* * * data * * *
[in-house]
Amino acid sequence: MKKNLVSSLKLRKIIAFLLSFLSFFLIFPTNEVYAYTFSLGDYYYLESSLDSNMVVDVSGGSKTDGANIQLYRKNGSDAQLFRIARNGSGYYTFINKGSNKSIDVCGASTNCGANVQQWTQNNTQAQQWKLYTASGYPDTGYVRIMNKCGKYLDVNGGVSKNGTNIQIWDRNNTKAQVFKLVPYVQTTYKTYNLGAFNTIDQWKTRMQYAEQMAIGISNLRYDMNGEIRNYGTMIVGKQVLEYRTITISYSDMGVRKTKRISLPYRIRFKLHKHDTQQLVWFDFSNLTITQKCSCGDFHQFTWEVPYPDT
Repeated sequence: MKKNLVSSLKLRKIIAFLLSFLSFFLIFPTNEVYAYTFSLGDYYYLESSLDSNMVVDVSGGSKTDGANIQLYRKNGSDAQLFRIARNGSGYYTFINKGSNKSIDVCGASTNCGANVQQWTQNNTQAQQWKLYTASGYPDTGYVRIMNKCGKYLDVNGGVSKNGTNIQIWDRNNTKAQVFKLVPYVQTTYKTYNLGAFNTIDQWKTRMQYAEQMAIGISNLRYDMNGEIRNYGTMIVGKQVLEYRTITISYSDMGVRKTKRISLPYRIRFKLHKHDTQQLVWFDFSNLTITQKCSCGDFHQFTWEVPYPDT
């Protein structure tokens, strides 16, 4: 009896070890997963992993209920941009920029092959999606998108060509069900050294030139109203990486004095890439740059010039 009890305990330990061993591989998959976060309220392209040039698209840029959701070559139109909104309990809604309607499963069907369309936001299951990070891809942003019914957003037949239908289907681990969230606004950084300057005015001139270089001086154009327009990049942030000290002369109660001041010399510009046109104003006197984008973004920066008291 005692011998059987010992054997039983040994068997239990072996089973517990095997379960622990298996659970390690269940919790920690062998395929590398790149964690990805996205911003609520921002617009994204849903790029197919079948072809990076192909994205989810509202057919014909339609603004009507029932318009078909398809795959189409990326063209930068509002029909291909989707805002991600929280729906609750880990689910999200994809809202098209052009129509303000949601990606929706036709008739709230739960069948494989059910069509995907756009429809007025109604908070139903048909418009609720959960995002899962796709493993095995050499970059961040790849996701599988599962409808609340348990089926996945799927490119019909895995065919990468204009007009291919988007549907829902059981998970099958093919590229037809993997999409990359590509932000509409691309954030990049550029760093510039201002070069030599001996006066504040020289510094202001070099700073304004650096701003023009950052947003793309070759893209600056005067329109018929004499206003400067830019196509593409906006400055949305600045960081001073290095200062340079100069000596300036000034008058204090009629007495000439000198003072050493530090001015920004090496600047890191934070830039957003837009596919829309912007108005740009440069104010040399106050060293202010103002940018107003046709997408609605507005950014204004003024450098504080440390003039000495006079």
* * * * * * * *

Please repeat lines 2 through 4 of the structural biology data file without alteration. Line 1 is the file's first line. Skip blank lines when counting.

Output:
Amino acid sequence: MKKNLVSSLKLRKIIAFLLSFLSFFLIFPTNEVYAYTFSLGDYYYLESSLDSNMVVDVSGGSKTDGANIQLYRKNGSDAQLFRIARNGSGYYTFINKGSNKSIDVCGASTNCGANVQQWTQNNTQAQQWKLYTASGYPDTGYVRIMNKCGKYLDVNGGVSKNGTNIQIWDRNNTKAQVFKLVPYVQTTYKTYNLGAFNTIDQWKTRMQYAEQMAIGISNLRYDMNGEIRNYGTMIVGKQVLEYRTITISYSDMGVRKTKRISLPYRIRFKLHKHDTQQLVWFDFSNLTITQKCSCGDFHQFTWEVPYPDT
Repeated sequence: MKKNLVSSLKLRKIIAFLLSFLSFFLIFPTNEVYAYTFSLGDYYYLESSLDSNMVVDVSGGSKTDGANIQLYRKNGSDAQLFRIARNGSGYYTFINKGSNKSIDVCGASTNCGANVQQWTQNNTQAQQWKLYTASGYPDTGYVRIMNKCGKYLDVNGGVSKNGTNIQIWDRNNTKAQVFKLVPYVQTTYKTYNLGAFNTIDQWKTRMQYAEQMAIGISNLRYDMNGEIRNYGTMIVGKQVLEYRTITISYSDMGVRKTKRISLPYRIRFKLHKHDTQQLVWFDFSNLTITQKCSCGDFHQFTWEVPYPDT
């Protein structure tokens, strides 16, 4: 009896070890997963992993209920941009920029092959999606998108060509069900050294030139109203990486004095890439740059010039 009890305990330990061993591989998959976060309220392209040039698209840029959701070559139109909104309990809604309607499963069907369309936001299951990070891809942003019914957003037949239908289907681990969230606004950084300057005015001139270089001086154009327009990049942030000290002369109660001041010399510009046109104003006197984008973004920066008291 005692011998059987010992054997039983040994068997239990072996089973517990095997379960622990298996659970390690269940919790920690062998395929590398790149964690990805996205911003609520921002617009994204849903790029197919079948072809990076192909994205989810509202057919014909339609603004009507029932318009078909398809795959189409990326063209930068509002029909291909989707805002991600929280729906609750880990689910999200994809809202098209052009129509303000949601990606929706036709008739709230739960069948494989059910069509995907756009429809007025109604908070139903048909418009609720959960995002899962796709493993095995050499970059961040790849996701599988599962409808609340348990089926996945799927490119019909895995065919990468204009007009291919988007549907829902059981998970099958093919590229037809993997999409990359590509932000509409691309954030990049550029760093510039201002070069030599001996006066504040020289510094202001070099700073304004650096701003023009950052947003793309070759893209600056005067329109018929004499206003400067830019196509593409906006400055949305600045960081001073290095200062340079100069000596300036000034008058204090009629007495000439000198003072050493530090001015920004090496600047890191934070830039957003837009596919829309912007108005740009440069104010040399106050060293202010103002940018107003046709997408609605507005950014204004003024450098504080440390003039000495006079």